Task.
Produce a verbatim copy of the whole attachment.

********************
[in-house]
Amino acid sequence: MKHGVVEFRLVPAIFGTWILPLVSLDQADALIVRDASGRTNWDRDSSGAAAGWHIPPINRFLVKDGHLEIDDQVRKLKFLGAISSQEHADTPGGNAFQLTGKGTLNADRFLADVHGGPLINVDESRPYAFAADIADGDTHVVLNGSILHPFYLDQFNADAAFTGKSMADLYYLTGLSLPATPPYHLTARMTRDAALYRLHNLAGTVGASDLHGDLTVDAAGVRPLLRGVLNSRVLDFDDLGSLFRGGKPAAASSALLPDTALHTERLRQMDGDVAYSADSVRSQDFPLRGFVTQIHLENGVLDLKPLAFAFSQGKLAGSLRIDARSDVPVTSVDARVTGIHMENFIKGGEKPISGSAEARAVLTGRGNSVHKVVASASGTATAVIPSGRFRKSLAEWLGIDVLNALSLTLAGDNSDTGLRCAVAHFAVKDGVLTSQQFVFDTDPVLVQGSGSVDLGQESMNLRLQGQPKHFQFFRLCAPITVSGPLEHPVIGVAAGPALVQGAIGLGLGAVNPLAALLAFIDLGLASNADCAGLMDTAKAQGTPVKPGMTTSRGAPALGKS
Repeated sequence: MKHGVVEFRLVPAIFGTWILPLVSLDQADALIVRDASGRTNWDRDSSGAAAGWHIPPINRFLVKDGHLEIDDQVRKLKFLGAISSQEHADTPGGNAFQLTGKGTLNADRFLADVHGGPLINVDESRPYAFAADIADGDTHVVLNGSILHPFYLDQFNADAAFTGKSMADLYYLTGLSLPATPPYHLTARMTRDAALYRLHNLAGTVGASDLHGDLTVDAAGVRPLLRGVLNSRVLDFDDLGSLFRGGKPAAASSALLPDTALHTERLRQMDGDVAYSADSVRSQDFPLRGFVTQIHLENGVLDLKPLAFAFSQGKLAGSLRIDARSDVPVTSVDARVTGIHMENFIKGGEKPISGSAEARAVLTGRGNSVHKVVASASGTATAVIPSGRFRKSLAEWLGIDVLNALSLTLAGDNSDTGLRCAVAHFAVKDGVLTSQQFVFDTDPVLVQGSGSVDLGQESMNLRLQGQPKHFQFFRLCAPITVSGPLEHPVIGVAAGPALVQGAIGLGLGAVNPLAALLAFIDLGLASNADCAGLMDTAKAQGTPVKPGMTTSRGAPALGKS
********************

[in-house]
Amino acid sequence: MKHGVVEFRLVPAIFGTWILPLVSLDQADALIVRDASGRTNWDRDSSGAAAGWHIPPINRFLVKDGHLEIDDQVRKLKFLGAISSQEHADTPGGNAFQLTGKGTLNADRFLADVHGGPLINVDESRPYAFAADIADGDTHVVLNGSILHPFYLDQFNADAAFTGKSMADLYYLTGLSLPATPPYHLTARMTRDAALYRLHNLAGTVGASDLHGDLTVDAAGVRPLLRGVLNSRVLDFDDLGSLFRGGKPAAASSALLPDTALHTERLRQMDGDVAYSADSVRSQDFPLRGFVTQIHLENGVLDLKPLAFAFSQGKLAGSLRIDARSDVPVTSVDARVTGIHMENFIKGGEKPISGSAEARAVLTGRGNSVHKVVASASGTATAVIPSGRFRKSLAEWLGIDVLNALSLTLAGDNSDTGLRCAVAHFAVKDGVLTSQQFVFDTDPVLVQGSGSVDLGQESMNLRLQGQPKHFQFFRLCAPITVSGPLEHPVIGVAAGPALVQGAIGLGLGAVNPLAALLAFIDLGLASNADCAGLMDTAKAQGTPVKPGMTTSRGAPALGKS
Repeated sequence: MKHGVVEFRLVPAIFGTWILPLVSLDQADALIVRDASGRTNWDRDSSGAAAGWHIPPINRFLVKDGHLEIDDQVRKLKFLGAISSQEHADTPGGNAFQLTGKGTLNADRFLADVHGGPLINVDESRPYAFAADIADGDTHVVLNGSILHPFYLDQFNADAAFTGKSMADLYYLTGLSLPATPPYHLTARMTRDAALYRLHNLAGTVGASDLHGDLTVDAAGVRPLLRGVLNSRVLDFDDLGSLFRGGKPAAASSALLPDTALHTERLRQMDGDVAYSADSVRSQDFPLRGFVTQIHLENGVLDLKPLAFAFSQGKLAGSLRIDARSDVPVTSVDARVTGIHMENFIKGGEKPISGSAEARAVLTGRGNSVHKVVASASGTATAVIPSGRFRKSLAEWLGIDVLNALSLTLAGDNSDTGLRCAVAHFAVKDGVLTSQQFVFDTDPVLVQGSGSVDLGQESMNLRLQGQPKHFQFFRLCAPITVSGPLEHPVIGVAAGPALVQGAIGLGLGAVNPLAALLAFIDLGLASNADCAGLMDTAKAQGTPVKPGMTTSRGAPALGKS